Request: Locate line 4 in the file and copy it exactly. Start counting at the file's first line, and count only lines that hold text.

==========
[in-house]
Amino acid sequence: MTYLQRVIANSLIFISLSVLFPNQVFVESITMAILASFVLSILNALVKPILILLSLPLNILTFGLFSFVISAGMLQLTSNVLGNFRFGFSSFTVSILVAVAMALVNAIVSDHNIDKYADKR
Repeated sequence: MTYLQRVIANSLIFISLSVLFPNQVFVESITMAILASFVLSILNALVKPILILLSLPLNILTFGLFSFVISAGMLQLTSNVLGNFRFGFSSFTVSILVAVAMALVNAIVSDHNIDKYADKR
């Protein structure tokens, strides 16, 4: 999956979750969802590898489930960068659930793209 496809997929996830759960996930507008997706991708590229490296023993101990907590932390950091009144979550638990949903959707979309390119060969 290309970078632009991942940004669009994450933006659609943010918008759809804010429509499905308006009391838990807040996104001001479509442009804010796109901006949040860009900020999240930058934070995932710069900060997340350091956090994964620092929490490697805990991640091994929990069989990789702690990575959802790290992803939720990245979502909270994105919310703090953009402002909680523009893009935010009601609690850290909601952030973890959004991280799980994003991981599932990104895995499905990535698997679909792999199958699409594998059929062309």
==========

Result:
């Protein structure tokens, strides 16, 4: 999956979750969802590898489930960068659930793209 496809997929996830759960996930507008997706991708590229490296023993101990907590932390950091009144979550638990949903959707979309390119060969 290309970078632009991942940004669009994450933006659609943010918008759809804010429509499905308006009391838990807040996104001001479509442009804010796109901006949040860009900020999240930058934070995932710069900060997340350091956090994964620092929490490697805990991640091994929990069989990789702690990575959802790290992803939720990245979502909270994105919310703090953009402002909680523009893009935010009601609690850290909601952030973890959004991280799980994003991981599932990104895995499905990535698997679909792999199958699409594998059929062309």